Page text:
Saturday, 30 July 2011

The Cornerhouse

If there's one thing I hate it is making a bad choice when I'm eating out. It was a shame, then, that I made a bad choice when eating out yesterday.

It was an all too rare occasion for us to eat out. We're both out of work so it has required a close eye on our finances to enable us to go out for something nice to eat.

We went to Cornerhouse in Manchester, home to the best pizzas in Manchester apparently. Perhaps that was my first mistake. I didn't have a pizza. But not many other people were choosing pizza so if they are the best in Manchester it must be a well kept secret.

The popular choices last night were the steak sandwich and the spanish meatball sandwich. I had the steak sandwich, the missus went for the spanish meatball - a wise choice it turned out.

On the face of there was nothing wrong with the steak sandwich. The steak was ok, it had some taste and eating it didn't turn out to be a fight with gristle. Although there was a couple of moments when I had to grab the meat and pull it away from my mouth. Never a good thing.

It was meant to come with mustard mayo, but instead it came with Hellman's. A good mayo can be the missing dimension in a good steak sandwich so the kitchen at Cornerhouse really missed a trick there. Hellman's is fine, even fantastic, with a chip. But a steak sarnie really demands better.

Although I was no longer hungry at the end of my meal, I was sated rather than satisfied. And at nearly 9 quid the steak sandwich really should have been better.

The spanish meatball sandwich, on the other hand, was closer to triumph than disaster. The amount of meatballs in the sandwich was more than generous, and the use of chorizo in the sauce meant it really had a lot of taste. In fact, it had almost too much taste and would have benefited from something sharp on the side to balance things out. But that's splitting hairs really. At less than 8 quid this felt like a much better choice than my steak sandwich.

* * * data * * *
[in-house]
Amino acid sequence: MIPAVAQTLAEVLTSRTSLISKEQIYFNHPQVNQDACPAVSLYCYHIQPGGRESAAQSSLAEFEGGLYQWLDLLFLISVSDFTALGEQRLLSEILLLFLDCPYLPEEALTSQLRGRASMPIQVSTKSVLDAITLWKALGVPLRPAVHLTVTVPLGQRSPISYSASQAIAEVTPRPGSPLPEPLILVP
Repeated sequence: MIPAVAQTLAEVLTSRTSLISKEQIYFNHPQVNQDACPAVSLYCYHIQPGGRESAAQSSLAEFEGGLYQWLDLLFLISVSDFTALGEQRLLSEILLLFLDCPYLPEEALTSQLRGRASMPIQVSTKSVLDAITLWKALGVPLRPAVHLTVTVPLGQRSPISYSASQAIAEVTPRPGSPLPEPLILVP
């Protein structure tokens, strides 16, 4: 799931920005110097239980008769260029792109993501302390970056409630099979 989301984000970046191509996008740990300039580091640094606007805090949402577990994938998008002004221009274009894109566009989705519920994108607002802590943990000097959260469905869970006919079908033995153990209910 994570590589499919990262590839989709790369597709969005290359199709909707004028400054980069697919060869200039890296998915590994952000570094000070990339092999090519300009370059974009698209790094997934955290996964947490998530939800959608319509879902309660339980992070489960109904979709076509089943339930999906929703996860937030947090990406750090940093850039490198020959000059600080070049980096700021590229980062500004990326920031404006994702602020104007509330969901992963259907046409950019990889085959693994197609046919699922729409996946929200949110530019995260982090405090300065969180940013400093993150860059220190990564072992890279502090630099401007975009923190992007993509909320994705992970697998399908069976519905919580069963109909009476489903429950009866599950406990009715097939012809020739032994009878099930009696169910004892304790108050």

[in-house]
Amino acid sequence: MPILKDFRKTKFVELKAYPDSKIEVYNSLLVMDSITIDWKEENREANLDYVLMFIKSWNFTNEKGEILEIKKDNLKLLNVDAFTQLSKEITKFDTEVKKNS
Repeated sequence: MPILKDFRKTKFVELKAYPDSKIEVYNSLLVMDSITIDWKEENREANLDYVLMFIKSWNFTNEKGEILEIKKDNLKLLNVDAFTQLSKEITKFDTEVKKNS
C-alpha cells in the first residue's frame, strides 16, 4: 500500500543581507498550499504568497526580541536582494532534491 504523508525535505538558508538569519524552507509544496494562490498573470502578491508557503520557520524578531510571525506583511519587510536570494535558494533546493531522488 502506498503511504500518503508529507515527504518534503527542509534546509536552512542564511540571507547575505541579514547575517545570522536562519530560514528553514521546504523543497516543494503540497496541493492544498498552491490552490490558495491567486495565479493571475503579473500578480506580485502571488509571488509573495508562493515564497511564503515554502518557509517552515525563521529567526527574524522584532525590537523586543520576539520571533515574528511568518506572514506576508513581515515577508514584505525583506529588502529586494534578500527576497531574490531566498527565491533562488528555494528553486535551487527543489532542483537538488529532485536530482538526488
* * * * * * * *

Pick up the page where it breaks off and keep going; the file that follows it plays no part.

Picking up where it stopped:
I'll make sure I have a pizza next time.

Thursday, 28 July 2011

Risotto with braised celery

The last risotto post I did seems to be popular, so I thought I'd do another. This time, however, I used a proper homemade stock and a good slug of decent wine because I wanted to try and get the best flavour possible.

I started with softening some finely chopped onion in butter. I used half a smallish onion for a risotto for two. After it had softened for a few minutes over a medium-high heat I added the risotto rice - in this instance Arborio. That got turned over for a couple of minutes to get well coated in the butter, then I added a small glass of dry white wine. I used Pinot Grigio, it seems apt to use a Italian wine.

This got stirred for a couple of minutes and then I started adding the stock.

I used the stock I'd kept from preparing a gammon. All this involved was boiling a gammon joint with stock veg - carrot, onion and celery - along with some bay leaf and a few black peppercorns. I finished the gammon off in the oven with a mustard and brown sugar glaze. It was delicious and was great in sandwiches for lunch. I simply strained the stock and froze it for future use.

After getting the risotto underway I started to braise the celery, using a method I got from Delia online. Very simply, just some softened onions, chopped celery, a hint of sugar and some of the gammon stock. Delia's recipe includes other veg and there's no reason why you couldn't use whatever you fancy. Fennel would be good.